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Investing in Arts Education

Art and Design Careers Have a Strong Future

Photo: Courtesy of Thanzi Thanzeer

Art and design is a rapidly growing sector that significantly impacts the economy and has played a critical role in innovation and start-up culture.


Deborah Obalil

Executive Director, Association of Independent Colleges of Art & Design

Pre-pandemic, per the Bureau of Labor Statistics (May 2018), there were over 5 million people employed directly in art and design occupations across multiple industries. Although the pandemic impacted many of those jobs, all are emerging even stronger as the U.S. economy recovers.

Many of the products and services we use every day were initially the idea of an artist or designer. Everything from the Swiffer to the original Mazda Miata was designed by a graduate of an art and design college. Airbnb, a company that changed the travel industry, was created by two design graduates. Of course, every building begins as an architect’s drawing, every piece of furniture as a design sketch, every piece of clothing the idea of a fashion designer. Art and design surround us and are integral to our economy.

Recent research conducted by the Association of Independent Colleges of Art & Design (AICAD) across the United States and Canada shows that while middle and high school students have strong interest in art and design, they and their parents know little about potential careers connected to those interests. Following are examples of possible careers available to graduates of art and design programs:

1. Film production designer

This person is responsible for the entire visual concept of a film. Essentially, they create the world in which the film happens. Everything from sets, lighting, props, locations, and more is under the purview of the film production designer. Successful film production designers might have studied architecture, graphic design, fine art, or interior design.

2. Artist for retail brands

Retail brands such as Anthropologie and Crate & Barrel employ artists in a variety of roles, from using original artwork as the patterns on products to creating visual representations of the products in use. Fine arts and illustration are common majors that lead to this career.

3. Prototype specialist

Many manufacturers employ prototype specialists to test new product designs. These specialists have often studied sculpture or industrial/product design in college, where they learn how to work with a wide range of materials as well as advanced technology such as 3-D printers.

4. Currency designer

Yes, our money is created by artists and designers. The U.S. Mint and other global currency regulators employ artists and designers to create new designs for bills and coins. Studying fine arts, graphic design, illustration, and other visual fields can lead to this career.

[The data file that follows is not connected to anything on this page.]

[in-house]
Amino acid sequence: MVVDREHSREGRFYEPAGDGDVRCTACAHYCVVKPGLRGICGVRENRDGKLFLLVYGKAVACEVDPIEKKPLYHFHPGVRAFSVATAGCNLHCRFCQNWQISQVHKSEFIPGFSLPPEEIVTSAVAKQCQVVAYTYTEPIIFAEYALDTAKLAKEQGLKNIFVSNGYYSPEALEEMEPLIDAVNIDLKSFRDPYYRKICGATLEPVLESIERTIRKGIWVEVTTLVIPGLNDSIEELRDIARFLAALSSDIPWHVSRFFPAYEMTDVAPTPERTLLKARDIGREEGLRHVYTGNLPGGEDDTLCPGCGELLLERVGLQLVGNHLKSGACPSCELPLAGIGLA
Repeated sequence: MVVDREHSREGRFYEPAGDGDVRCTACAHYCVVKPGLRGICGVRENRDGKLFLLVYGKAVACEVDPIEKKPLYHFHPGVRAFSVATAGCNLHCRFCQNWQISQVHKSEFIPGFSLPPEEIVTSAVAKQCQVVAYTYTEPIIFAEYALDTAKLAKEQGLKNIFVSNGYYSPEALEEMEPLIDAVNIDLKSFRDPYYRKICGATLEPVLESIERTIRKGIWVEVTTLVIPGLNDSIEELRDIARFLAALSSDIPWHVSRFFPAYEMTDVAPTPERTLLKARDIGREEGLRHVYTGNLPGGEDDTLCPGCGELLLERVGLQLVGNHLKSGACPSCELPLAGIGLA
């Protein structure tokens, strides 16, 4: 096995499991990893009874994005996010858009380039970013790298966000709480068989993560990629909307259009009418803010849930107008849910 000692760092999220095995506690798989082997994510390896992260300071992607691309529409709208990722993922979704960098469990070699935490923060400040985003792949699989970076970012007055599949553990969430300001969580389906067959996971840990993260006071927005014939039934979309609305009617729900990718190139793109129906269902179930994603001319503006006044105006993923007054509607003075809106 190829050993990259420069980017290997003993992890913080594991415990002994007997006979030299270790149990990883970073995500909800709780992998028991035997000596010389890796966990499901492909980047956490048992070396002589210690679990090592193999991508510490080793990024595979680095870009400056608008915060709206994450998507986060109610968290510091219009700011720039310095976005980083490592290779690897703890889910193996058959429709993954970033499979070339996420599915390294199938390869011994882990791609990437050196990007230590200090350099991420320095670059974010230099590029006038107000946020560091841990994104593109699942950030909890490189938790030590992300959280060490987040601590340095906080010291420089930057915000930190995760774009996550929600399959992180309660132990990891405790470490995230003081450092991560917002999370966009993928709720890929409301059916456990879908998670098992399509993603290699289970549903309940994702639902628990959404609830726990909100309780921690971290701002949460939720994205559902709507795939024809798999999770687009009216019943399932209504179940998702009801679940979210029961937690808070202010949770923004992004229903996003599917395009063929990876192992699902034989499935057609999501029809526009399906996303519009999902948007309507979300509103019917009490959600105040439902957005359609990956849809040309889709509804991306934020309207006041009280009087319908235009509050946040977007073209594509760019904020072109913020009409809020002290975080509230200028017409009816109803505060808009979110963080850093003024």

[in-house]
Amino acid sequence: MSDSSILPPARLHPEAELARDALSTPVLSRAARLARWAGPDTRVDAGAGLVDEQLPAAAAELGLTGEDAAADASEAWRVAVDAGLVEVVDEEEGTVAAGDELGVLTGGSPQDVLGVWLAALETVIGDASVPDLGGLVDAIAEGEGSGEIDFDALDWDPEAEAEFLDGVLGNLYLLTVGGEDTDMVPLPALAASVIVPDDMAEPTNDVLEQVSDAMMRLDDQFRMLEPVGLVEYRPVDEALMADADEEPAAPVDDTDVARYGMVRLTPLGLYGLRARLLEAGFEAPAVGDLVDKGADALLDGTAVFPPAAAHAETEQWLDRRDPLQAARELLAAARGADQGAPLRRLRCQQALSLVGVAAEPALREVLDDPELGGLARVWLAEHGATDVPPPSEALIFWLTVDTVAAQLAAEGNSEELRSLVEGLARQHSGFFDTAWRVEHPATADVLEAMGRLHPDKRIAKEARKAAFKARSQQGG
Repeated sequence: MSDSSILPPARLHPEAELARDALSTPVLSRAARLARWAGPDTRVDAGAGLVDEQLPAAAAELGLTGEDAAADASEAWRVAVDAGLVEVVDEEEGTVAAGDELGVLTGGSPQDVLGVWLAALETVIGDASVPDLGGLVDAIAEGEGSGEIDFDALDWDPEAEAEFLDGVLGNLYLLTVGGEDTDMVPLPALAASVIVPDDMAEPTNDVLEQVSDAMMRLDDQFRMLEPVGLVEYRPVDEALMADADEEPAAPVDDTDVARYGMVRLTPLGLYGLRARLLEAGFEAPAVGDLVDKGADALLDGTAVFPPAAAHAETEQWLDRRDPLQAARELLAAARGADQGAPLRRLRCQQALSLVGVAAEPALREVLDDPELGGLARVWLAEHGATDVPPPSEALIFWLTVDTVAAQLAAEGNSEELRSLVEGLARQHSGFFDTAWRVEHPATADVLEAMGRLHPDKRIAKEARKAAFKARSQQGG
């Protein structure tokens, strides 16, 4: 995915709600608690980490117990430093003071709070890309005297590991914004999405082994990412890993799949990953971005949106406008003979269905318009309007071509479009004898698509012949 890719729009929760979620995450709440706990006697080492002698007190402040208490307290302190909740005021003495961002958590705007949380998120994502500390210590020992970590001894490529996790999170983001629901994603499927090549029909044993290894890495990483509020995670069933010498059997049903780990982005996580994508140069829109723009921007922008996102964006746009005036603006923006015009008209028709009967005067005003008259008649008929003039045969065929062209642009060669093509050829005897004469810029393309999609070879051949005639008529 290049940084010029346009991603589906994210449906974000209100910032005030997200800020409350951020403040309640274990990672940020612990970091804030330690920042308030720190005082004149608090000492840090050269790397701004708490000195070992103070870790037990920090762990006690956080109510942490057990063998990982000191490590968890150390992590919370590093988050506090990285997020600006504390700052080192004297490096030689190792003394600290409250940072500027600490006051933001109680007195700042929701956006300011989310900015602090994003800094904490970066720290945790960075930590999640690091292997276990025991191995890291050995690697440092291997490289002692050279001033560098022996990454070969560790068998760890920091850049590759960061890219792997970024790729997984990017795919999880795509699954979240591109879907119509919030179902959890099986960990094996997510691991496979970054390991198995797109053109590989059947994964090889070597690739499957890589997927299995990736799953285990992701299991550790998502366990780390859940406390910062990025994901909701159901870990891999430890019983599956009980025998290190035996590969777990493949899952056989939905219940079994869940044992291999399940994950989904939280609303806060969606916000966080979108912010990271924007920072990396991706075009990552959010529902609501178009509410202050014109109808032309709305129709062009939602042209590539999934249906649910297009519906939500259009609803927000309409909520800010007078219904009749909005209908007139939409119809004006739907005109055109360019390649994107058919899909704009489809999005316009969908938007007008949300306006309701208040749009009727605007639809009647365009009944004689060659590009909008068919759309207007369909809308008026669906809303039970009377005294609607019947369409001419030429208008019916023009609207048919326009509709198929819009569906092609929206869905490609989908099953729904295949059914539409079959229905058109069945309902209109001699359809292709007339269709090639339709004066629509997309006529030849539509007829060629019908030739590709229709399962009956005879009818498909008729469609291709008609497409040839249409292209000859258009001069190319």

5. Social media designer/art director

Those viral social media campaigns from brands large and small all began with artists or designers. From entry level roles like social media designer to senior roles like art director, careers in brand development, advertising, and communications often begin with studying fields like graphic design, visual communications, and illustration.

6. User experience/user interface designer

As software, technology, and applications continue to expand into all aspects of our lives, there is a growing need for designers who can envision the user experience and work collaboratively with coders and computer engineers. While there are educational programs specifically focused on this field, studying industrial, product, and graphic design can also lead to these careers.

7. Medical sculptor or illustrator

Visual representation is a critical component of the medical field. From the creation of new technology to representations of healthy and diseased bodies, visual communication skills are key. Those who study sculpture and illustration, along with the sciences, can pursue this career.

Clearly, people with visual creative skills and interests are needed across a range of industries. Individuals with a creative education are in demand not only in these careers where they can apply specific skills, but also more broadly across business.

Creativity and innovation are buzzwords across industries today. The ability to think creatively, problem-solve, and innovate are essential skills in today’s workplace. According to a recent study by The Conference Board, employers identify creativity and innovation among the top five skills that continue to increase in importance. Through learning by making, engaging in a rigorous and focused track of study with like-minded mentors and peers, research, and creative play and risk-taking, art and design students acquire critical thinking and problem-solving skills which prepare them for the workforce and for the creative careers of today and the future.

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